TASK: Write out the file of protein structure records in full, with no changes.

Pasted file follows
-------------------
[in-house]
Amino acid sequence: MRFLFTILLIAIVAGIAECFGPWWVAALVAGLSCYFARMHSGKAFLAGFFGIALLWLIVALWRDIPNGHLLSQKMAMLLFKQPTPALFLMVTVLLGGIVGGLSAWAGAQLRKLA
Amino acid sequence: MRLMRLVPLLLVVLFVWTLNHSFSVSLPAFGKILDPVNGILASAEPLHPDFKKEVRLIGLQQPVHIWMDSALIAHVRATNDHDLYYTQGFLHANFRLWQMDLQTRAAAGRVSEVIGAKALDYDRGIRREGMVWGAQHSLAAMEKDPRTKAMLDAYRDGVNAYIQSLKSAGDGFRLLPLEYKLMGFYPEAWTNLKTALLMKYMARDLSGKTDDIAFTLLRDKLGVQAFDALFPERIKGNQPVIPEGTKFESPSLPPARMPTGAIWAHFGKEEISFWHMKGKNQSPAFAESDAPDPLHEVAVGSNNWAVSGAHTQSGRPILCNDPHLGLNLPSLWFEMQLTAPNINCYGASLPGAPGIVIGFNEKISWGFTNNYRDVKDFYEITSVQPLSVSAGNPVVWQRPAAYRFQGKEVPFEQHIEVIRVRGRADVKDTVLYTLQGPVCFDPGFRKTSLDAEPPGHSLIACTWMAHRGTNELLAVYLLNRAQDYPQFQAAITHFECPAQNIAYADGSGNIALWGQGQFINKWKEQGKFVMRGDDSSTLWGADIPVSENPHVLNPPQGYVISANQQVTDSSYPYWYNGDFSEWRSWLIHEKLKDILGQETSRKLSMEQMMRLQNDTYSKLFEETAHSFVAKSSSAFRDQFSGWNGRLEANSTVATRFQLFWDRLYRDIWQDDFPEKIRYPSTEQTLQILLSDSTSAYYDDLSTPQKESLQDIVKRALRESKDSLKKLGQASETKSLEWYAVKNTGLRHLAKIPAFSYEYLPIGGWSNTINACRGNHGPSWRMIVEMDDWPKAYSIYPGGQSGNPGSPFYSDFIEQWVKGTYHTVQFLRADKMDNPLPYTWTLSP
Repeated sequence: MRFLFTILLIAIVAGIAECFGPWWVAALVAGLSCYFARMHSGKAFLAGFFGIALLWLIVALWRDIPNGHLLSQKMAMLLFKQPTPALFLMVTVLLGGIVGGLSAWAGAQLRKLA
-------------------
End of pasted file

[in-house]
Amino acid sequence: MRFLFTILLIAIVAGIAECFGPWWVAALVAGLSCYFARMHSGKAFLAGFFGIALLWLIVALWRDIPNGHLLSQKMAMLLFKQPTPALFLMVTVLLGGIVGGLSAWAGAQLRKLA
Amino acid sequence: MRLMRLVPLLLVVLFVWTLNHSFSVSLPAFGKILDPVNGILASAEPLHPDFKKEVRLIGLQQPVHIWMDSALIAHVRATNDHDLYYTQGFLHANFRLWQMDLQTRAAAGRVSEVIGAKALDYDRGIRREGMVWGAQHSLAAMEKDPRTKAMLDAYRDGVNAYIQSLKSAGDGFRLLPLEYKLMGFYPEAWTNLKTALLMKYMARDLSGKTDDIAFTLLRDKLGVQAFDALFPERIKGNQPVIPEGTKFESPSLPPARMPTGAIWAHFGKEEISFWHMKGKNQSPAFAESDAPDPLHEVAVGSNNWAVSGAHTQSGRPILCNDPHLGLNLPSLWFEMQLTAPNINCYGASLPGAPGIVIGFNEKISWGFTNNYRDVKDFYEITSVQPLSVSAGNPVVWQRPAAYRFQGKEVPFEQHIEVIRVRGRADVKDTVLYTLQGPVCFDPGFRKTSLDAEPPGHSLIACTWMAHRGTNELLAVYLLNRAQDYPQFQAAITHFECPAQNIAYADGSGNIALWGQGQFINKWKEQGKFVMRGDDSSTLWGADIPVSENPHVLNPPQGYVISANQQVTDSSYPYWYNGDFSEWRSWLIHEKLKDILGQETSRKLSMEQMMRLQNDTYSKLFEETAHSFVAKSSSAFRDQFSGWNGRLEANSTVATRFQLFWDRLYRDIWQDDFPEKIRYPSTEQTLQILLSDSTSAYYDDLSTPQKESLQDIVKRALRESKDSLKKLGQASETKSLEWYAVKNTGLRHLAKIPAFSYEYLPIGGWSNTINACRGNHGPSWRMIVEMDDWPKAYSIYPGGQSGNPGSPFYSDFIEQWVKGTYHTVQFLRADKMDNPLPYTWTLSP
Repeated sequence: MRFLFTILLIAIVAGIAECFGPWWVAALVAGLSCYFARMHSGKAFLAGFFGIALLWLIVALWRDIPNGHLLSQKMAMLLFKQPTPALFLMVTVLLGGIVGGLSAWAGAQLRKLA